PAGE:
Recent rainfall takes a toll on farmers
In just seven days, Springfield was hit with more than two inches of rain.
Weather experts said Illinois has been extremely dry, so the wet weather was needed.
However, local farmers said the rainfall brings worry.
"With only 100th of an inch in August, kind of set Springfield back a bit, but we're catching up with this kind of a rain fall here," said Ed Shimon, the senior meteorologist for the National Weather Service.
Joe Pickrell, with Pickrell Family Farms said the rain can negatively impact his crops.
"Of course with the rain you get a stoppage of harvest and we try to move through the harvest as quickly as possible to beat the snow and cold weather," explained Pickrell.
Pickrell has been a corn and soybean farmer for decades, both crops rely on dry weather.
Right now, he's stuck inside, rather than harvesting his crops.
However, he said wet weather isn't the only issue.
“Sometimes with rain or inclement weather you get a little bit of rain and that's really devastating, you don't want the crop to blow down," said Pickrell.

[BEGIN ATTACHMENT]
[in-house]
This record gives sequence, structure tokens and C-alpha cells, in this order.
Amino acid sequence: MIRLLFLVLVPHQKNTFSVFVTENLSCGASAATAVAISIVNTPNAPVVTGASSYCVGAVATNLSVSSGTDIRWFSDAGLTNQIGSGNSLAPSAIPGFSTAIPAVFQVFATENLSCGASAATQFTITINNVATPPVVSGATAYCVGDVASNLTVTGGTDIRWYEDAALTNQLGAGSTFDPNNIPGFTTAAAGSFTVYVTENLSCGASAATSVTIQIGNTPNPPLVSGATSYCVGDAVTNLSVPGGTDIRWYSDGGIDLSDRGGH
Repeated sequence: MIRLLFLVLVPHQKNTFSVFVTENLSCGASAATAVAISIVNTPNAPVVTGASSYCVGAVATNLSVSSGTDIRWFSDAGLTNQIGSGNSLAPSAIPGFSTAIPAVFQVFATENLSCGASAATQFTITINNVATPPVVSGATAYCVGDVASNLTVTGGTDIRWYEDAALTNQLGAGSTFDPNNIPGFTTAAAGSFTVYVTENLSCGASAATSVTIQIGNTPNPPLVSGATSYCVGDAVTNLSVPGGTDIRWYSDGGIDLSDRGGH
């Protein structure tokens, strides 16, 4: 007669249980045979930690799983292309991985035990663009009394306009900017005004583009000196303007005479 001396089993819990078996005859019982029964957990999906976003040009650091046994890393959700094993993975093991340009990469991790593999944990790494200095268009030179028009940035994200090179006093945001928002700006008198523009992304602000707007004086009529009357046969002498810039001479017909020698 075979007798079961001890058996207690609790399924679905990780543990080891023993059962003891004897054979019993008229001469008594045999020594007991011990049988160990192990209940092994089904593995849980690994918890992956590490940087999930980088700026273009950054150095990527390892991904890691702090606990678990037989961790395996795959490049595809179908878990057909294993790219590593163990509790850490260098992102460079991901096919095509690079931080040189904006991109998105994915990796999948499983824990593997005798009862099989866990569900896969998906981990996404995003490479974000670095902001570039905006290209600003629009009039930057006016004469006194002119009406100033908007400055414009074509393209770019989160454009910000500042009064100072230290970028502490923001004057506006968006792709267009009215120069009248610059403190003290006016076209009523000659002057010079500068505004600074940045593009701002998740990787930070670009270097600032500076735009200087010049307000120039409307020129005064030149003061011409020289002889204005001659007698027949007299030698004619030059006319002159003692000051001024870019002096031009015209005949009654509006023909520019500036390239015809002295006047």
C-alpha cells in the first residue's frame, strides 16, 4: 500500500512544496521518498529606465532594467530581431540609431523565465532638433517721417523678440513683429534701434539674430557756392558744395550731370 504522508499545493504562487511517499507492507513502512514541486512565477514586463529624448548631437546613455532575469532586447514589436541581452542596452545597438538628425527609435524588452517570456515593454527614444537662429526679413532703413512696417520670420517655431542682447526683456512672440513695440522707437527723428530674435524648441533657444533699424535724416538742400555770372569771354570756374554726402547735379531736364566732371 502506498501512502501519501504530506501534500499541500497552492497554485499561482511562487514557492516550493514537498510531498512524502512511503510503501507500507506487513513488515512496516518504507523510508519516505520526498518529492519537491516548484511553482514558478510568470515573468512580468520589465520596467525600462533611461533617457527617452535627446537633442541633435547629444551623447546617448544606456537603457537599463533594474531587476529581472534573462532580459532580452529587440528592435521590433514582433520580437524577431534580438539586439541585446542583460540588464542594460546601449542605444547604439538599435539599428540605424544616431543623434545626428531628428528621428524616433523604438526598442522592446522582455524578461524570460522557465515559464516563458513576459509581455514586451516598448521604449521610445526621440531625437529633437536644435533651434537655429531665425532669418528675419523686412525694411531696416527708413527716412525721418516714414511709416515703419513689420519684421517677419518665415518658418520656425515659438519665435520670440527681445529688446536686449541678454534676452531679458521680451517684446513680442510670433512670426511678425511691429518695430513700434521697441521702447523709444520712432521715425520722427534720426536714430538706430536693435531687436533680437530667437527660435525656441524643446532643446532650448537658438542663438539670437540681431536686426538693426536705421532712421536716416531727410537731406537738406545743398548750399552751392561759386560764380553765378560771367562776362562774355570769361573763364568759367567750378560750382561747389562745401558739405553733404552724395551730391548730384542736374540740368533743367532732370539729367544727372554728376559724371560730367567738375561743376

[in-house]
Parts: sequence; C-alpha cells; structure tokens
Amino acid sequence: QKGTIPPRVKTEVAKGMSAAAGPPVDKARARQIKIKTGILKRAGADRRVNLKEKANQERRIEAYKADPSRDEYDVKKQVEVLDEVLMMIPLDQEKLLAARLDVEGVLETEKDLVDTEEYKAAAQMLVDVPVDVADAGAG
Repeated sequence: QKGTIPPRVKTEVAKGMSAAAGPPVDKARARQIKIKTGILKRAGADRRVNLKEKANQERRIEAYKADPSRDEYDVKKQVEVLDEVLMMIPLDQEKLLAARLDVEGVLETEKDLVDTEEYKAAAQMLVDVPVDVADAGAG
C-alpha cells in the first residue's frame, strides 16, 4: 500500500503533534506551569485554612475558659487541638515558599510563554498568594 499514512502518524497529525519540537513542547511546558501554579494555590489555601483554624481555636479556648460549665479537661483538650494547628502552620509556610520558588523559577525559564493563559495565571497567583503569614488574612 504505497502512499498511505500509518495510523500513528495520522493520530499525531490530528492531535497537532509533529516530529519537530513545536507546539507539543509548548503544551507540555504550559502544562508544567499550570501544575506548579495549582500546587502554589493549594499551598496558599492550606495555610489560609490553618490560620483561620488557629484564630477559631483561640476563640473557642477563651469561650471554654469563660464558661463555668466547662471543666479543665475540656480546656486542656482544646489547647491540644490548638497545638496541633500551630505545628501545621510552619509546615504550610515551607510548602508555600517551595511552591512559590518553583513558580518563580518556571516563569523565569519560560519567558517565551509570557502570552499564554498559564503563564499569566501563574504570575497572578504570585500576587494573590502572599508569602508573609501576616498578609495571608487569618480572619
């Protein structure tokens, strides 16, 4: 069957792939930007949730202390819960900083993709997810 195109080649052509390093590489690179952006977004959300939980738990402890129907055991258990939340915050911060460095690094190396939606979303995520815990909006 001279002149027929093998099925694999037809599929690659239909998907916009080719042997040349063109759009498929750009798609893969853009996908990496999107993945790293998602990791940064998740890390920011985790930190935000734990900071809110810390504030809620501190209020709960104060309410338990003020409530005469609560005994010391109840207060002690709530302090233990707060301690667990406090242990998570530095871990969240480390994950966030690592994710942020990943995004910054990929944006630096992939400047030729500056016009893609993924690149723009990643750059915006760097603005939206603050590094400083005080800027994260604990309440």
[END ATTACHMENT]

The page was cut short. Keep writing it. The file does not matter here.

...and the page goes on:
Losing everything during rainfall is always a risk, but it gives farmers like Pickrell a chance to focus on other things.
“There are advantages we've found, one of them is we can work on the equipment and it gives us a little rest as we come in earlier at night,” said Pickrell.
Pickrell says because the weather is so unpredictable, farmers have to roll with the punches.
"We can control a lot of things, but not mother nature," said Pickrell.
The national weather service said while there’s been a lot of rain this month, they expect to not see much rain next week.